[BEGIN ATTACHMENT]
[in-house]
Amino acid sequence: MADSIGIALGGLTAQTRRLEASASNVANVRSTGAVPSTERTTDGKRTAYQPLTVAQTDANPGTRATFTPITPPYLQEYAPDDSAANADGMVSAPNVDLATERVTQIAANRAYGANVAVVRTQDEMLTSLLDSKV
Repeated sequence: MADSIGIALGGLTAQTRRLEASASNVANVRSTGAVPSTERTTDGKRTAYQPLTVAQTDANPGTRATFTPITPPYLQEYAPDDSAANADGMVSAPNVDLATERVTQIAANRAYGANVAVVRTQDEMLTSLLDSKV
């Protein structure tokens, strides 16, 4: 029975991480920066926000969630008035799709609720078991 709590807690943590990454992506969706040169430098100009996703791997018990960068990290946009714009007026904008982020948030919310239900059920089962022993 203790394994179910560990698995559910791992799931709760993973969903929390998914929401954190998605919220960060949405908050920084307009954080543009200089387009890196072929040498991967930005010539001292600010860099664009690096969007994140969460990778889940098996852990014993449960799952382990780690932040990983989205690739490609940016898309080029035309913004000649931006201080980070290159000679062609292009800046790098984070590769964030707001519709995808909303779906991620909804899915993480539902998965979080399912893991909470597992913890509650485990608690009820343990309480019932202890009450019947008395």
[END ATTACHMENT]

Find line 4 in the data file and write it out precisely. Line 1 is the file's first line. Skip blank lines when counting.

């Protein structure tokens, strides 16, 4: 029975991480920066926000969630008035799709609720078991 709590807690943590990454992506969706040169430098100009996703791997018990960068990290946009714009007026904008982020948030919310239900059920089962022993 203790394994179910560990698995559910791992799931709760993973969903929390998914929401954190998605919220960060949405908050920084307009954080543009200089387009890196072929040498991967930005010539001292600010860099664009690096969007994140969460990778889940098996852990014993449960799952382990780690932040990983989205690739490609940016898309080029035309913004000649931006201080980070290159000679062609292009800046790098984070590769964030707001519709995808909303779906991620909804899915993480539902998965979080399912893991909470597992913890509650485990608690009820343990309480019932202890009450019947008395």